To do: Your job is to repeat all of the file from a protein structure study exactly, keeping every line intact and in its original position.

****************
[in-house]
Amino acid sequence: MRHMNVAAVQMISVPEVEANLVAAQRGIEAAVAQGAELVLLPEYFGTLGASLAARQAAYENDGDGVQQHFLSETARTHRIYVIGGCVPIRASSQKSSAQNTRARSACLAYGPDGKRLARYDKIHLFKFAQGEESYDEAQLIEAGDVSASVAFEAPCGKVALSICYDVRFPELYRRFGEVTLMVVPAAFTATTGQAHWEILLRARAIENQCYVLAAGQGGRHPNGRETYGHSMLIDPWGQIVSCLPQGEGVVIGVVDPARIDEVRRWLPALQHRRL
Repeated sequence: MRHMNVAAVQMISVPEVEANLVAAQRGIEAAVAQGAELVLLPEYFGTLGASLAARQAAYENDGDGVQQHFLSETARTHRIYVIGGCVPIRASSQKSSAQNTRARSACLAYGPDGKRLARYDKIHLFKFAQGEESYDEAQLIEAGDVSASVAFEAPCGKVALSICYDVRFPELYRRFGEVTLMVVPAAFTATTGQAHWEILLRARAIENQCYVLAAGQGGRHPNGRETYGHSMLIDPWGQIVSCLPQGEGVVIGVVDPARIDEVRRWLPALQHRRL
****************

[in-house]
Amino acid sequence: MRHMNVAAVQMISVPEVEANLVAAQRGIEAAVAQGAELVLLPEYFGTLGASLAARQAAYENDGDGVQQHFLSETARTHRIYVIGGCVPIRASSQKSSAQNTRARSACLAYGPDGKRLARYDKIHLFKFAQGEESYDEAQLIEAGDVSASVAFEAPCGKVALSICYDVRFPELYRRFGEVTLMVVPAAFTATTGQAHWEILLRARAIENQCYVLAAGQGGRHPNGRETYGHSMLIDPWGQIVSCLPQGEGVVIGVVDPARIDEVRRWLPALQHRRL
Repeated sequence: MRHMNVAAVQMISVPEVEANLVAAQRGIEAAVAQGAELVLLPEYFGTLGASLAARQAAYENDGDGVQQHFLSETARTHRIYVIGGCVPIRASSQKSSAQNTRARSACLAYGPDGKRLARYDKIHLFKFAQGEESYDEAQLIEAGDVSASVAFEAPCGKVALSICYDVRFPELYRRFGEVTLMVVPAAFTATTGQAHWEILLRARAIENQCYVLAAGQGGRHPNGRETYGHSMLIDPWGQIVSCLPQGEGVVIGVVDPARIDEVRRWLPALQHRRL